These distorted perceptions have a huge ripple effect, creating self-fulfilling prophecies that ensnare many. Feeling emotionally raw and convinced of our own undesirability and of the diminished caring of others, we hesitate to reach out even as we are likely to respond to overtures from others with hesitance, resentment, skepticism or desperation, effectively pushing away the very people who could alleviate our condition.

Distorted perceptions have a huge ripple effect, creating self-fulfilling prophecies that ensnare many.

As a result, many lonely people withdraw and isolate themselves to avoid risking further rejection or disappointment. And when they do venture into the world, their hesitance and doubts are likely to create the very reaction they fear. They will force themselves to attend a party but feel so convinced others won’t talk to them, they spend the entire evening parked by the hummus and vegetable dip with a scowl on their face, and indeed, no one dares approach — which for them only verifies their fundamental undesirability.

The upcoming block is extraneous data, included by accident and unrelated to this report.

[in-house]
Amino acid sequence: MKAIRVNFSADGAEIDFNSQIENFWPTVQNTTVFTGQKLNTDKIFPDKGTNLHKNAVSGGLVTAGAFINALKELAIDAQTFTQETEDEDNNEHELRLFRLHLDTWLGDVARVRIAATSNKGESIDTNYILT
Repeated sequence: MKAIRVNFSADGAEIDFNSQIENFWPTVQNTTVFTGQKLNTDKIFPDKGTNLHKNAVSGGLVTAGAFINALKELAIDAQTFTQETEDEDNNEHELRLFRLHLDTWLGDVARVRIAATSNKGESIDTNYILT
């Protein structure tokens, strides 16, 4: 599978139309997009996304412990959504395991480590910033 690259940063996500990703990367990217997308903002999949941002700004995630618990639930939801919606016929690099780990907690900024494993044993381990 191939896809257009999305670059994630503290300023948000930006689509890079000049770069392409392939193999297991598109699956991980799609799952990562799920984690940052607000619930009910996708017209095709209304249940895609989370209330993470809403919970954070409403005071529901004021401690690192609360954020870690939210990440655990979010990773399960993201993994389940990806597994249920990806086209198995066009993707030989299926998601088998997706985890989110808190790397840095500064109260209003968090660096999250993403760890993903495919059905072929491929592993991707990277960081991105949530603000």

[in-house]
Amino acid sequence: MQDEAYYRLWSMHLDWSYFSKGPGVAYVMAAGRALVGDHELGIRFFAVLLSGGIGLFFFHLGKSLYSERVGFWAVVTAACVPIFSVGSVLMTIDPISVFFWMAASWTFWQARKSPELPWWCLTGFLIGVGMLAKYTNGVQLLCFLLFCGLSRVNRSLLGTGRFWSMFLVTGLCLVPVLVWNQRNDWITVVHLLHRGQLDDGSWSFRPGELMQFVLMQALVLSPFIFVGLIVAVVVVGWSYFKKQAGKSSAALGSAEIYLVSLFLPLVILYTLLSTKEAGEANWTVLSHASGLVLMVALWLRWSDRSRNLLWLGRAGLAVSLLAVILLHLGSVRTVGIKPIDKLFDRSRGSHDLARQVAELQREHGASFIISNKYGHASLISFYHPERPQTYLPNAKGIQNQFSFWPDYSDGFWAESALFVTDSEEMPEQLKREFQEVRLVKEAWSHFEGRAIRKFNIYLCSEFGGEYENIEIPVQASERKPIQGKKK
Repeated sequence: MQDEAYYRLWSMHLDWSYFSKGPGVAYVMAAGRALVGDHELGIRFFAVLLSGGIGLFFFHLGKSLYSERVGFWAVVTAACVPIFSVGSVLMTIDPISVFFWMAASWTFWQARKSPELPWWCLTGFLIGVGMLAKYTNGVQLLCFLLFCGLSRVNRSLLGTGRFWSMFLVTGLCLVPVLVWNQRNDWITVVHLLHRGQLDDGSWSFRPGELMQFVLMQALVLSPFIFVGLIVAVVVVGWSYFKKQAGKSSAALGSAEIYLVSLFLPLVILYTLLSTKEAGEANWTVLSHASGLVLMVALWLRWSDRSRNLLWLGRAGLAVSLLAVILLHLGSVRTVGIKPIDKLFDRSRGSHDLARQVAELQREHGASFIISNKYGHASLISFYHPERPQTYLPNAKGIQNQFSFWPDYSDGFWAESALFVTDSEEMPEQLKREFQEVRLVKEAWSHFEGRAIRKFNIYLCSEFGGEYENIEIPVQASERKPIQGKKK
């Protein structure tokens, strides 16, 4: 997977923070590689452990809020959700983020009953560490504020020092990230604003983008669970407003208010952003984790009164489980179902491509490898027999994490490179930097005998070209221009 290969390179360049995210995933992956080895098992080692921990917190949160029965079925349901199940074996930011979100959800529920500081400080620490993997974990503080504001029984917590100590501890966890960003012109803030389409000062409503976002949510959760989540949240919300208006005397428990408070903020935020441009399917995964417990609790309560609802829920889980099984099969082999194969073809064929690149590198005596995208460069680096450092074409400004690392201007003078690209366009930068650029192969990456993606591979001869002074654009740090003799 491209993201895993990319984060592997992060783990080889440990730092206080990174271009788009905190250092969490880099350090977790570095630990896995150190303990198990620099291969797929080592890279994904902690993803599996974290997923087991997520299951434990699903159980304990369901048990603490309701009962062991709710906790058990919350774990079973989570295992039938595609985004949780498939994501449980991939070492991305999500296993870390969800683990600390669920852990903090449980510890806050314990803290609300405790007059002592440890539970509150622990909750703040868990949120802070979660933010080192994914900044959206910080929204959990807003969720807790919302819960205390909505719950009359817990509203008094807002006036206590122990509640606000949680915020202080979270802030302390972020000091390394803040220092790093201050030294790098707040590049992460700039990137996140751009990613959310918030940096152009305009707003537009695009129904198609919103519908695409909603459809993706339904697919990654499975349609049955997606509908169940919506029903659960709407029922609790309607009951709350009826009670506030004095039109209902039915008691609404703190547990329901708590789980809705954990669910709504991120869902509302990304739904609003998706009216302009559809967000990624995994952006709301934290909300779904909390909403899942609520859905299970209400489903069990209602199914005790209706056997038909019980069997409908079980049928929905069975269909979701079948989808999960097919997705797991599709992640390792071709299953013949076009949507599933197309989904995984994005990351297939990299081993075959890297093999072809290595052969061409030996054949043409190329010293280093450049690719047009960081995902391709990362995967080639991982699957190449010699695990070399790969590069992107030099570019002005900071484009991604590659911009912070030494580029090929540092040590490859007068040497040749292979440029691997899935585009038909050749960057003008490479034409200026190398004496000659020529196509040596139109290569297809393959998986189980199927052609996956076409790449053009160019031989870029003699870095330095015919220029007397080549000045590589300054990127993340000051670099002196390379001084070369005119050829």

Breaking free of loneliness and healing our psychological wounds is possible, but it involves a decision — a decision to override the gut instinct telling you to stay away and to play it safe by isolating yourself. Instead, you must do three things that require both courage and a leap of faith:

Take action

Accept that loneliness is impacting your perceptions and understand that people are likely to respond more positively than you expect. If you feel socially disconnected, go through your phone and email address books, and your social media contacts, and make a list of people you haven’t seen or spoken to for a while. If you feel emotionally disconnected, make a list of five people you’ve been close to in the past. Reach out to them and suggest getting together and catching up. Yes, it will feel scary to do so, and yes, you will worry about it being awkward or uncomfortable. That is why it is also important to: